PiClaw Conversion Part 2.2 - Failure analysis & PCB V0.1 Design

In this blog post I will be detailing the analysis of the reason for failure and designing the first revision PCB.

Analysis

While initially I believed the Power supply was at fault it seems it was not. I opened it up and powered it up with no load and everything was fine. No magic smoke or anything.

I then plugged it back into the electronics connecting the ground and one voltage rail at a time. The 5 & 12V Rail connected fine and powered up (however there was no voltage LED on the Pi). I then plugged in the 24 & 48V Rails and once again the power supply cut off.

I then disconnected each rail and found it was something to do with the 24V Rail which was the motor controllers. I then removed one chip at a time from them and powered them up and found that one of the motor controller ICs had an issue.

That explained the 24V rail not working but not why the Pi did not power up. However I believe that a surge went through the motor driver IC and into the pi killing the BCM chip.

Notes to take for V0.1 PCB

  • Better protection: The Pi needs better protection from the motors, in this case I'm going to be using Diodes & Opto Isolators where possible.
  • Sockets & Plugs: For ease of maintenance

Designing the PCB

To begin I had to pick which PCB software I wanted to use. I usually use Eagle however knew this board would have been over my paid edition license of 10x8CM.

However apart from Kicad the other two main software I could find (Designspark & Circuit Studio) both are windows only and require wine which when I tried was just not working easily.

However with the Autodesk takeover of Eagle while the price may now be monthly if you're a student you can get it for free! Activating it against my open university credentials got me a full copy to use :D

I first planned everything I needed in a schematic, I used the same connector as originally used for the claw assembly but have decided to replace the rest with my own wiring system which will be using VGA connectors (I have a bunch of spare sockets) and network cable for wiring the front panel.

Screenshot-from-2017-10-17-15-07-40

I then put everything on a 10x10CM PCB on the board editor and ran autoroute. While people don't like autorouting I use it at this stage for a simple reason. If the auto router can route it, It's possible to route and I can then do it better.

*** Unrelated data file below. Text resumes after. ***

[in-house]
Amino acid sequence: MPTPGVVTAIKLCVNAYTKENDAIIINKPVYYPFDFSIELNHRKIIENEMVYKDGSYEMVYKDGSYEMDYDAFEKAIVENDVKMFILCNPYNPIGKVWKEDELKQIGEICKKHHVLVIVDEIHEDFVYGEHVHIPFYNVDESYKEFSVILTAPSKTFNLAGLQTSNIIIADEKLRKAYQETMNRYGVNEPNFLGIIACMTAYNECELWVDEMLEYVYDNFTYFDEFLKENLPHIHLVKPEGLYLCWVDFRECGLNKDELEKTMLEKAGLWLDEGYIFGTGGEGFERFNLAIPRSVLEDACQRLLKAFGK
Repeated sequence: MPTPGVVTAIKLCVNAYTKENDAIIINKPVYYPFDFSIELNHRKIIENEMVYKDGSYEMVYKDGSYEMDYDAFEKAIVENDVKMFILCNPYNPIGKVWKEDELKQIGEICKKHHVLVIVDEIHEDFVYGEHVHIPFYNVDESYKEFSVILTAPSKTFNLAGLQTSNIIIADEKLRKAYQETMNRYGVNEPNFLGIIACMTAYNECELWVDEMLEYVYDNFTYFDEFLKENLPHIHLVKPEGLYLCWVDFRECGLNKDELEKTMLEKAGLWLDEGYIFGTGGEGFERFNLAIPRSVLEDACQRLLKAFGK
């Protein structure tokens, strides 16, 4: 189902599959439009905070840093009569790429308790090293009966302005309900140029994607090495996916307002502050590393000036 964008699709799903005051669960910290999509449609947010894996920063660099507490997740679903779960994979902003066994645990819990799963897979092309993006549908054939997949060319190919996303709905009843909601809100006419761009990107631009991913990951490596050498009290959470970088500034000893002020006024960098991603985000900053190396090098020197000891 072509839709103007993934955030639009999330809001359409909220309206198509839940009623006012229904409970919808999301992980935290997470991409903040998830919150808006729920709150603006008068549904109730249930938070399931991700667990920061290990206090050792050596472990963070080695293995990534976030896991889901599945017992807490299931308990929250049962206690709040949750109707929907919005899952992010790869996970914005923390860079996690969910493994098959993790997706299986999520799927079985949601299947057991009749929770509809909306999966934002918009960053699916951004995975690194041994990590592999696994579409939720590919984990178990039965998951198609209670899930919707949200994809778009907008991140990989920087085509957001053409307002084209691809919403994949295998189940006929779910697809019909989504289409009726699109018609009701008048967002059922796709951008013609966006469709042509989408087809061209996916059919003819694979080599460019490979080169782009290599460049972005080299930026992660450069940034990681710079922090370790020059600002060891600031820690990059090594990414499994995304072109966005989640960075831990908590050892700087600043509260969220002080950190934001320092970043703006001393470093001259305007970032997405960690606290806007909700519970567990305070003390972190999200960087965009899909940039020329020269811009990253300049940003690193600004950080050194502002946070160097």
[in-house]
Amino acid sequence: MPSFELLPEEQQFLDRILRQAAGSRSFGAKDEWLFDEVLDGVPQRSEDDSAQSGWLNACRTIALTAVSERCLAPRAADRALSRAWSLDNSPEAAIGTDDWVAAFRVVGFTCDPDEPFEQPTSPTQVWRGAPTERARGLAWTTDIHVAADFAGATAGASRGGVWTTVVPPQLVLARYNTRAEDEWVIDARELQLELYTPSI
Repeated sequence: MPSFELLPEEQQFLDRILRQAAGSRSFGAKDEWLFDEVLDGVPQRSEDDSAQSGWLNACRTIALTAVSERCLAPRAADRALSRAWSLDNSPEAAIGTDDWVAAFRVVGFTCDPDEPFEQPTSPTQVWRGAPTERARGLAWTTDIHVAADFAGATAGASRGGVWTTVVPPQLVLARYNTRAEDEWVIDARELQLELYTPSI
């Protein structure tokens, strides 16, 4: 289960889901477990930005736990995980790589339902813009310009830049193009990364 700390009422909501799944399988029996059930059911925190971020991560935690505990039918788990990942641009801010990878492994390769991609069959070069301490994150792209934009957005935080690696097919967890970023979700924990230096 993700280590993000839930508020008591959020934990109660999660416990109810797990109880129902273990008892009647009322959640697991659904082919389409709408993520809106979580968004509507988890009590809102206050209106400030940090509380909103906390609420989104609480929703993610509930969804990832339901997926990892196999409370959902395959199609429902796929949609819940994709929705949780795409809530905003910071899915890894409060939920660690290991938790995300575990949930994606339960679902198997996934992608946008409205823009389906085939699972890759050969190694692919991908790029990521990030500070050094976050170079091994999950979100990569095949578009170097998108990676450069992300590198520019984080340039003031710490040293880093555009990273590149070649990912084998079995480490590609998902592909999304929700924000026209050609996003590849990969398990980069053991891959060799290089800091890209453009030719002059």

I then ripped up all of the traces and started to move items arrive and finally routed the board. Here's what the V1 Board looks like.
Screenshot-from-2017-10-17-15-09-23

The diodes on the motor driver ICs are to add extra protection, 4 per motor are for flyback diodes and two are from the GPIO to the driver IC. So if the chip does fry itself all I have to do is replace the chip which isn't an issue due to the low cost and socketability. As I only have 3 motors you can see one motor driver has only one side being used.

The front panel has the two buttons which in turn uses 2 Lightbulbs to light the lights up. I'm using the TIP120s for these as while overkill for two lightbulbs at 12V I have quite a few. It also meant I could copy and paste the circuit from the claw driver.

One of the VGA / DE-15 connectors will then go to the front panel connecting the front buttons & lights, the I2C bus is also connected through as there will be a driver chip to drive the 2 7 Segment Displays in the front panel along with a chip to interface to the coin mech.

The other DE-15 connector is free to lead to the top of the machine and also has a I2C connection with some power rails. If I then want to either connect or create my own PCB to have a mini game in the top section I can.

And that's about it! It'll be here in about 2 weeks from China. I paid £20 for 5 PCBs with DHL which I was very impressed with! (A UK Manufacturer wanted ~£40 for 1!)

Next time The next post will either be assembling and testing this board or redecorating the machine. Stay tuned!


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